The new hardware portfolio, code-named Advanced Product Line (APL), will replace Sun's Sun Fire and Fujitsu's PrimePower server lines. During the transition period leading to the APL introduction, the two companies will jointly distribute each other's SPARC/Solaris product lines. Once APL is available, both companies and their channels will sell the new line of servers.

McNealy said the deal greatly increases sales opportunities for SPARC/Solaris servers. Perhaps more important, the partnership also will shave R&D costs from Sun's microprocessor business. The APL project, which will make use of next-generation SPARC IX chip technology from Fujitsu, will replace UltraSPARC microprocessor development at Sun. UltraSPARC plans have been in limbo since April, when Sun killed its UltraSPARC V and Gemini next-generation UltraSPARC projects.

Solution providers applauded the expanded Sun-Fujitsu partnership, saying they hoped trimmed R&D costs would help speed Sun's return to profitability. Sun has had 12 straight quarters of year-over-year revenue decline.

Intel and Advanced Micro Devices each unveiled new sets of processors, with Intel launching a new lineup of mobile processors and AMD taking the wraps off four 64-bit chips for the desktop.

Intel said it was shipping new Mobile Pentium 4 processors for desktop replacement notebooks, as well as a new, lower-cost mobile Celeron M processor. The Mobile Pentium 4 processors, based on Intel's Prescott processor, range in clock speed from 2.8GHz to 3.2GHz and include Hyper-Threading technology and a 1-Mbyte Level 2 cache. The new mobile Celeron M processor has a clock speed of 1.5GHz and 512 Kbytes of Level 2 cache. It also runs at a lower core voltage than other Celerons, which Intel said will reduce power consumption and heat.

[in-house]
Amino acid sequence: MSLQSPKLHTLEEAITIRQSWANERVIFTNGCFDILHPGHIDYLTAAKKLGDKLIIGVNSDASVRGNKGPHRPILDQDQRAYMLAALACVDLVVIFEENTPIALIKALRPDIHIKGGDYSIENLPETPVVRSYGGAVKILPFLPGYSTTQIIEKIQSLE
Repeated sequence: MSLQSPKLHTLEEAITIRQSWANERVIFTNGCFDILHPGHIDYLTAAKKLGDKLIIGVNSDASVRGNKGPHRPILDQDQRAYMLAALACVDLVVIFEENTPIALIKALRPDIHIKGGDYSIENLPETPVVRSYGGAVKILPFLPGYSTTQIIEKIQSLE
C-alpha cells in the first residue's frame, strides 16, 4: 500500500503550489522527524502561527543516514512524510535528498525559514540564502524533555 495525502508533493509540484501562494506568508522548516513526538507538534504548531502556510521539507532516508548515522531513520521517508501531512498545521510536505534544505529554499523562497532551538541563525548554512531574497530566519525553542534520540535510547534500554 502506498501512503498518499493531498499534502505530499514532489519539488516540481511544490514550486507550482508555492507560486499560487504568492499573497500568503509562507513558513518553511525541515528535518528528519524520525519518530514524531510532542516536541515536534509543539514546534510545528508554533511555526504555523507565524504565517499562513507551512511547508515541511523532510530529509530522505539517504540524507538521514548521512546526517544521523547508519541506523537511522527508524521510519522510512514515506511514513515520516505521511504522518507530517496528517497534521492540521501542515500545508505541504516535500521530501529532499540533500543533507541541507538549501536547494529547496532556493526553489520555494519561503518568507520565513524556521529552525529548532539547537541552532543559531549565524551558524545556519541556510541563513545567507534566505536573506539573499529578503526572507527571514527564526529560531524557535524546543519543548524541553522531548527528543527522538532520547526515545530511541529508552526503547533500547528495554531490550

Pricing on the new Intel chips ranges from $134 in 1,000-unit quantities for the Celeron M to $294 in 1,000-unit quantities for the 3.2GHz version of the Mobile Pentium 4.

Meanwhile, at the Computex show in Taipei, Taiwan, AMD unveiled the Athlon 64 3800+, 3700+ and 3500+. It also introduced the Athlon 64 FX-53 chip, which AMD said it's targeting at the gaming space.

Pricing ranges from $500 in 1,000-unit quantities for the Athlon 64 3500+ to $799 in 1,000-unit quantities for the Athlon 64 FX-53.

Hewlett-Packard unveiled new imaging products and alliances to push color digital imaging into the home and small-business markets.

Leading a host of new imaging products is the HP 2550 Color LaserJet with an estimated street price of $499, according to HP. The company said the product is the first color laser printer in North America priced at less than $500.

HP also introduced the Color LaserJet 4650 with an estimated street price of $1,799. The 4650 is an inline printer targeted at the SMB market.

HP also introduced new scanners and all-in-one products to help spearhead what Vyomesh Joshi, HP's executive vice president of its Imaging and Printing Group, said "is the year digital color goes mainstream."

In addition, HP unveiled a broad set of new or expanded imaging alliances with Adobe Systems, Apple, Microsoft and Quark.

HP estimates that the office color printing market is about $7.1 billion today and is expe-cted to grow by 20 percent to $10.2 billion by 2006.